Give each bird a pea sized dose orally. Some people put it on bread and feed each a piece of bread dosed with it...but I just grab a bird, dose it out on my finger, get their beak open and scrape it off into their beak. (all easier done if you have a helper to hold the bird too, but I manage to do it by myself, bird set on a table, tucked under one arm, using that hand to gently open beak, etc) Don't be concerned if you accidentally dose a bit too much... it's pretty safe... I've probably accidentally dosed nearly double once or twice with no ill effects to the chicken. (it's not toxic to like 20X's the recommended dose by weight in animals it's labeled for)


    IMO, any chicken... or actually, anything else that eats grass, dirt, or rolls around in the dirt WILL have worms. There's just no way around it. Worms in livestock are a management thing... you can't/won't ever eliminate them entirely, you cannot prevent them... all you can do is have a good management program suited to your needs and the particular climate you live in. This keeps the worm load minimal, causing the least amount of health issues and keeps feed conversion cost lowest. You will usually NOT see worms, even if a bird/animal are heavily infested. On a very heavy infestation, you may see some in droppings rarely, but healthy, live worms don't leave the host... only dead/dying/sick worms get pooped out. Also, most dewormers only target worms in certain stages... adult worms, some in other stages... but it won't kill eggs or certain stages of larvae. In a heavy infestation, that's why fairly close follow up dewormings are a good thing. Overall, that's why a good schedule for deworming is good.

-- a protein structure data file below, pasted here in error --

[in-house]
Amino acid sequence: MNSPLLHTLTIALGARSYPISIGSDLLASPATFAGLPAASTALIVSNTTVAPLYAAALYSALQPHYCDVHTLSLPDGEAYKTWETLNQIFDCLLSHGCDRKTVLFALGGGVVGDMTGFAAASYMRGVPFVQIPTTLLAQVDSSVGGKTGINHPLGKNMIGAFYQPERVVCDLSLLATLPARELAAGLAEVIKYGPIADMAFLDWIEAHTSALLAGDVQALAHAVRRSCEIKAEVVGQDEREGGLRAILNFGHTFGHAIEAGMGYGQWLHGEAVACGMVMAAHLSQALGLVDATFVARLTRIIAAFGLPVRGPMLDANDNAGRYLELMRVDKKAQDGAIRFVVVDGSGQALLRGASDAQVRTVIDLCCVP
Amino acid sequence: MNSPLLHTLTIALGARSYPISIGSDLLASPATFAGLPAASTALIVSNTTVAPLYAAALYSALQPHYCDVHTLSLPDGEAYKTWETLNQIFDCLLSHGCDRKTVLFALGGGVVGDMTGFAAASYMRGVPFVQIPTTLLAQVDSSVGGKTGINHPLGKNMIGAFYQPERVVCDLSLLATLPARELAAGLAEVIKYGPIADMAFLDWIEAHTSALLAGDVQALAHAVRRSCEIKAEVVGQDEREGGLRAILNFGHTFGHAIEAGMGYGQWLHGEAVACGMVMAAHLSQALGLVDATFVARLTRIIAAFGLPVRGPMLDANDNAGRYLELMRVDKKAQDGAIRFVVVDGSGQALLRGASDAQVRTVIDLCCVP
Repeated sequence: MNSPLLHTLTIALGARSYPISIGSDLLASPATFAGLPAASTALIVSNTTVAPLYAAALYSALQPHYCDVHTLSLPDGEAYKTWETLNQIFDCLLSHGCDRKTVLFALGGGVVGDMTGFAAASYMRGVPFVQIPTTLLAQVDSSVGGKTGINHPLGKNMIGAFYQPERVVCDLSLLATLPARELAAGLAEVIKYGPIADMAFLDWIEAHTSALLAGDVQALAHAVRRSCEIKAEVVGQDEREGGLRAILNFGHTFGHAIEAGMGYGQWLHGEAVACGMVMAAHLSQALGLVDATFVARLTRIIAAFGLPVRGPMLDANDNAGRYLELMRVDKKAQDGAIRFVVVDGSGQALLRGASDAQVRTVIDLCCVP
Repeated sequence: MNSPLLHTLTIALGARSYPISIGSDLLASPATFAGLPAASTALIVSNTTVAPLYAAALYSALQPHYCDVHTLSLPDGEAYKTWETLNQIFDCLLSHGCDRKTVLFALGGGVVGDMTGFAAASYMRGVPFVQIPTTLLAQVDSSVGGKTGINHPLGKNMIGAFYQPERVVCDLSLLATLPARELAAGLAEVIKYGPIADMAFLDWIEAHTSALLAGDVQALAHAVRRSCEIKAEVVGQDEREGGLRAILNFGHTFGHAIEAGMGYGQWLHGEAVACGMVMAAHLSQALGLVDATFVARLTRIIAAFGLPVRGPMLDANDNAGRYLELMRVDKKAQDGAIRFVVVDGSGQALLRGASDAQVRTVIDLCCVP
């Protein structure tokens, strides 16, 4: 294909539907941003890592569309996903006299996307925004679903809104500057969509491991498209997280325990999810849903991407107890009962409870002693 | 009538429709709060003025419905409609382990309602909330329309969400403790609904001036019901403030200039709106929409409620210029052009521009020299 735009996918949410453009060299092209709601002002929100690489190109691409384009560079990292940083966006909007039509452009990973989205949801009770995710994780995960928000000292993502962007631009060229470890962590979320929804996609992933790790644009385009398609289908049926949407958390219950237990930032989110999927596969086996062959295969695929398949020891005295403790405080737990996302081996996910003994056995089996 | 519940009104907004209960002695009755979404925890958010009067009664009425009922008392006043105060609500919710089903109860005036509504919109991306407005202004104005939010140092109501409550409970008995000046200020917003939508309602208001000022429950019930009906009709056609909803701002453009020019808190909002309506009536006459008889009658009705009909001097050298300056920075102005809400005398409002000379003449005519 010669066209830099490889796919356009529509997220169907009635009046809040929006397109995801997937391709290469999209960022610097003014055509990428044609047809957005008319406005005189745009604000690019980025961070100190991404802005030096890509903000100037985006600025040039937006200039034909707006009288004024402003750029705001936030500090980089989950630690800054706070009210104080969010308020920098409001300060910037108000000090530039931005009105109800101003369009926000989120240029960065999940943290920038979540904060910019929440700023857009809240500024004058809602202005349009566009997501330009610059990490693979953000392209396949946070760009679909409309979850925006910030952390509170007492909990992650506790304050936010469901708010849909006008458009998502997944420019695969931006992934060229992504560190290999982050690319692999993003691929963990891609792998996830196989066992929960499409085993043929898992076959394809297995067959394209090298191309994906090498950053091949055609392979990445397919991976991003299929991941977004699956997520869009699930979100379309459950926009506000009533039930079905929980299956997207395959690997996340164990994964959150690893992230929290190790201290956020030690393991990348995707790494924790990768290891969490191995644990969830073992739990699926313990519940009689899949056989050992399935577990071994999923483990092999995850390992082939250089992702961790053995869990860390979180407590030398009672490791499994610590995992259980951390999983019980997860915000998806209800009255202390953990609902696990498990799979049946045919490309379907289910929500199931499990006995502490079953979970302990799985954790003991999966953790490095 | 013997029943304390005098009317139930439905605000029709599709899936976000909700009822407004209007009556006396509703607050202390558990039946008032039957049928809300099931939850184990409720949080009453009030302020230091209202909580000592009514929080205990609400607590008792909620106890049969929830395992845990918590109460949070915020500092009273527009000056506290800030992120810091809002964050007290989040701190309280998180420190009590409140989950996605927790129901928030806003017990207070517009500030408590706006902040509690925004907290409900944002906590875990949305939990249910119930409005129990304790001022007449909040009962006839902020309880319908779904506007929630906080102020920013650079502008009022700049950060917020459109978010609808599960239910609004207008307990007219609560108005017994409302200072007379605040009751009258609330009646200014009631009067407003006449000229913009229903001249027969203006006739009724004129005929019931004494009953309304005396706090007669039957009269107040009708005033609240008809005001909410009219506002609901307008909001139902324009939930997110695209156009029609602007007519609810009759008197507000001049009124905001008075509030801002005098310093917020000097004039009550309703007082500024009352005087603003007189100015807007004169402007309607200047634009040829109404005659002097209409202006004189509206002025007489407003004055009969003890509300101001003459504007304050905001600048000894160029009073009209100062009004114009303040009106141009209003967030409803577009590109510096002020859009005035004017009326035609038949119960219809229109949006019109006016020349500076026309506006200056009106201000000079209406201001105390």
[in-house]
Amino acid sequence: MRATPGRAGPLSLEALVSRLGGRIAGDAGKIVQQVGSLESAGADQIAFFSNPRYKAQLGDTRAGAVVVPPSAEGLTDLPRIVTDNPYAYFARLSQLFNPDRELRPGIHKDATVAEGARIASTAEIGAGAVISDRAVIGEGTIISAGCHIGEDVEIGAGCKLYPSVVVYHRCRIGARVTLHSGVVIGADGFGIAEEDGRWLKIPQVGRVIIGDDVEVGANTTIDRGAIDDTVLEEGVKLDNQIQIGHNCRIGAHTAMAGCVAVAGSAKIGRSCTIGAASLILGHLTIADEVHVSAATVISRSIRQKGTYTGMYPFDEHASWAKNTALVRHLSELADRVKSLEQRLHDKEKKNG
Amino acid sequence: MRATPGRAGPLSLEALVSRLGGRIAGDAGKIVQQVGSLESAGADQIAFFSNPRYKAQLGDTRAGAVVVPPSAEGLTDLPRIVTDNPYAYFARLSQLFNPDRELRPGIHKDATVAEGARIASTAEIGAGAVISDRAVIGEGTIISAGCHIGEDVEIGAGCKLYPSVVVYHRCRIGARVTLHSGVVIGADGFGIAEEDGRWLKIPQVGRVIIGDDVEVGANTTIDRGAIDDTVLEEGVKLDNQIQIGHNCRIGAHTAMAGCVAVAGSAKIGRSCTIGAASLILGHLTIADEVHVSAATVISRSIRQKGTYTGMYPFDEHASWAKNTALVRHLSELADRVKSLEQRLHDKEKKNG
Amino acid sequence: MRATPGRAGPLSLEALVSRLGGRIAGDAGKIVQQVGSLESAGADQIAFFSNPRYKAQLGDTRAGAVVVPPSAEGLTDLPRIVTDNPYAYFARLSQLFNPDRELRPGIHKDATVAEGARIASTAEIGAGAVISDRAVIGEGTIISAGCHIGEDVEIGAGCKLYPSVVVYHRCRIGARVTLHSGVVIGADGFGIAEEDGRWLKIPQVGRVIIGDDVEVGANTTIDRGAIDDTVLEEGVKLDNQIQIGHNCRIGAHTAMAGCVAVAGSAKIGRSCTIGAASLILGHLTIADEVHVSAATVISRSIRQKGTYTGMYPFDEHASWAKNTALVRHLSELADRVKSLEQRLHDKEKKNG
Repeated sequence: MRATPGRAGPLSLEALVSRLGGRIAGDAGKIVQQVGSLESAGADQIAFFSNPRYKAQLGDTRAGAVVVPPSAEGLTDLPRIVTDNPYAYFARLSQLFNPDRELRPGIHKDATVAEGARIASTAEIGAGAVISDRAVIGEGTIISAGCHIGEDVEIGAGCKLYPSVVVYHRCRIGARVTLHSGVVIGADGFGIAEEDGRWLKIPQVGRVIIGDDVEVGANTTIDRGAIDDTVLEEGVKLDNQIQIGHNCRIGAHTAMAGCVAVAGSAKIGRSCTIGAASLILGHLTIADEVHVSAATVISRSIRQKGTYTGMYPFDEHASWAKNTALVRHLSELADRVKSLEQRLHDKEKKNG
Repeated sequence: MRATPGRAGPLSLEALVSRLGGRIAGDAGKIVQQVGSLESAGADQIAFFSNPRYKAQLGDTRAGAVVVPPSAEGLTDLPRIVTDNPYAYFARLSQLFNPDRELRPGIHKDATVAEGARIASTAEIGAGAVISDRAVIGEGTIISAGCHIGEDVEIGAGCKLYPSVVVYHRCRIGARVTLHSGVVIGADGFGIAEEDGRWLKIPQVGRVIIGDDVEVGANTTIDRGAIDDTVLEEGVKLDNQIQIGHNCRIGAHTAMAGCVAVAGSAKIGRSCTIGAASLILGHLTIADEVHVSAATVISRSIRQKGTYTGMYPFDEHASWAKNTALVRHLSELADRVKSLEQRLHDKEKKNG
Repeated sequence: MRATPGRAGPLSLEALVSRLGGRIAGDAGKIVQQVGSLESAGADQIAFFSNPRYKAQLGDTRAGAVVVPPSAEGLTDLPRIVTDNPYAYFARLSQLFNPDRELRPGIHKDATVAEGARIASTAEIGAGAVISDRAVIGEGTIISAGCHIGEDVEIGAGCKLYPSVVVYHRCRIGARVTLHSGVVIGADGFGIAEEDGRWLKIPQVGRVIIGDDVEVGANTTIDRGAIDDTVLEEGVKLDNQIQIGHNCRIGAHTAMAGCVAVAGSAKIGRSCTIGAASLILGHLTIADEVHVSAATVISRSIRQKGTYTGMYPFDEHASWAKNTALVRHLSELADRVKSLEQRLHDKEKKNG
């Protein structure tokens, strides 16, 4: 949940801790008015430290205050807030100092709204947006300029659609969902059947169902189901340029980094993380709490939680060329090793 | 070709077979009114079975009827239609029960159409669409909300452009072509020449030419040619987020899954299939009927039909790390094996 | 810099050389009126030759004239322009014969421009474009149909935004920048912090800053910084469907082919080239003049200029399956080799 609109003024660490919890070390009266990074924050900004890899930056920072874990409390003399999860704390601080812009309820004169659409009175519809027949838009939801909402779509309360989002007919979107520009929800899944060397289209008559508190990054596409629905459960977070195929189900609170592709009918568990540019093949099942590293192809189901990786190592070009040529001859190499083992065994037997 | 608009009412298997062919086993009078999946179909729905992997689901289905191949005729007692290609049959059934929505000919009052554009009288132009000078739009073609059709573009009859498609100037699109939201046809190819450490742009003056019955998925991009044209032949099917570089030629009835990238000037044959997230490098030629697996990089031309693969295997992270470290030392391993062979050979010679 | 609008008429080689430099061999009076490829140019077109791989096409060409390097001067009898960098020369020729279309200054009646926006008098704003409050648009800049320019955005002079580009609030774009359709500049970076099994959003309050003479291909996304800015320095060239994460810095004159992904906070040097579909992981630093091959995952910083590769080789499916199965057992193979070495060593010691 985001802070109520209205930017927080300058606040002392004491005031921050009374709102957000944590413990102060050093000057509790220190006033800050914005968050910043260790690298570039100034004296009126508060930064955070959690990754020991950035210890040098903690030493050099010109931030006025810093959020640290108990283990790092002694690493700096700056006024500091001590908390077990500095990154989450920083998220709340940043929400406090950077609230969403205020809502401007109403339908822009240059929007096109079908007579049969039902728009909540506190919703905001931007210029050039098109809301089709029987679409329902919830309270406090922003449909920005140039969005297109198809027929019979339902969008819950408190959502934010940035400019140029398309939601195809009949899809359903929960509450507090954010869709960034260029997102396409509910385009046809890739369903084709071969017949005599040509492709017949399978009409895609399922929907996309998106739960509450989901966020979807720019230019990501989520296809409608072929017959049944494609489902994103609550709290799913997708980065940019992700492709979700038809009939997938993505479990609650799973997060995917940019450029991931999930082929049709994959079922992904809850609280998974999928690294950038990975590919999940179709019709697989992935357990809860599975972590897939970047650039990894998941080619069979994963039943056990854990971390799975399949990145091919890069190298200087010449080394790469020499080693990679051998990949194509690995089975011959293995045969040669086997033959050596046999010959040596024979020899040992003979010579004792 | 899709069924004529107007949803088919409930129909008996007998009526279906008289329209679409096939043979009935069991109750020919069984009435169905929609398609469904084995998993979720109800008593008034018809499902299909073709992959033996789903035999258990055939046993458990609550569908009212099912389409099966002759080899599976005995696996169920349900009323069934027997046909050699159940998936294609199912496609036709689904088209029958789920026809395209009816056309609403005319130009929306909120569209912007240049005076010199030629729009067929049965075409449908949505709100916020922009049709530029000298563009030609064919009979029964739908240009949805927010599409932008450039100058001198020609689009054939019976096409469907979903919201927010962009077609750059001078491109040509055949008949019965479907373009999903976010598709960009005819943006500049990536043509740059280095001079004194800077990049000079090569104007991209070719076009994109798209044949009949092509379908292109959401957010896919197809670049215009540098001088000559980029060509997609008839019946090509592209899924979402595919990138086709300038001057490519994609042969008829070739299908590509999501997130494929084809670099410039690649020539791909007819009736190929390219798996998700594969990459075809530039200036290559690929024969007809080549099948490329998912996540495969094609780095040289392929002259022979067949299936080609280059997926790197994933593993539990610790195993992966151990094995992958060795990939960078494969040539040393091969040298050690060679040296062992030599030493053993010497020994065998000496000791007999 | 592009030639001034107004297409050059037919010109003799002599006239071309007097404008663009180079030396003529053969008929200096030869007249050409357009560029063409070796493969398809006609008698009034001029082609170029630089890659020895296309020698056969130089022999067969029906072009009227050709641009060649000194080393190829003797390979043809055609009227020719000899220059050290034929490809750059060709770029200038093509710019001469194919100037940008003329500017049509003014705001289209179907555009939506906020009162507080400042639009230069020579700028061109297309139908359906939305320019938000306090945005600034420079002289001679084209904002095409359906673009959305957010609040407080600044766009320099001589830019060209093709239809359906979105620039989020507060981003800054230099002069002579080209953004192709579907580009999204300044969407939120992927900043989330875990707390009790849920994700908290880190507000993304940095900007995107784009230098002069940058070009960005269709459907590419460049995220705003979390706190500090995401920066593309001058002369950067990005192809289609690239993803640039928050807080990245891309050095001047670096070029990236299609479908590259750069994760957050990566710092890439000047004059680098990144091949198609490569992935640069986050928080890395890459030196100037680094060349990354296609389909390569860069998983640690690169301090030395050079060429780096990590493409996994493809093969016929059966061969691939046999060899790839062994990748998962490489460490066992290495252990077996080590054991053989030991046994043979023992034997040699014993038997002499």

Granted, this comes from someone who believes in a management approach to deworming with my livestock and pets. I don't personally feel there's any benefit to 'natural' dewormers or preventatives, and I'm not opposed to using what works, chemically, for my livestock as needed. Others feel very differently on the subject... so you have to decide what's best for you and your flock. [​IMG]
     
  9. dawg53

    dawg53 Humble

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    Jacksonville, Florida
    Quote:x 2. Well said ND.
     
  10. aymer

    aymer Out Of The Brooder

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    Jul 17, 2009
    san francisco, ca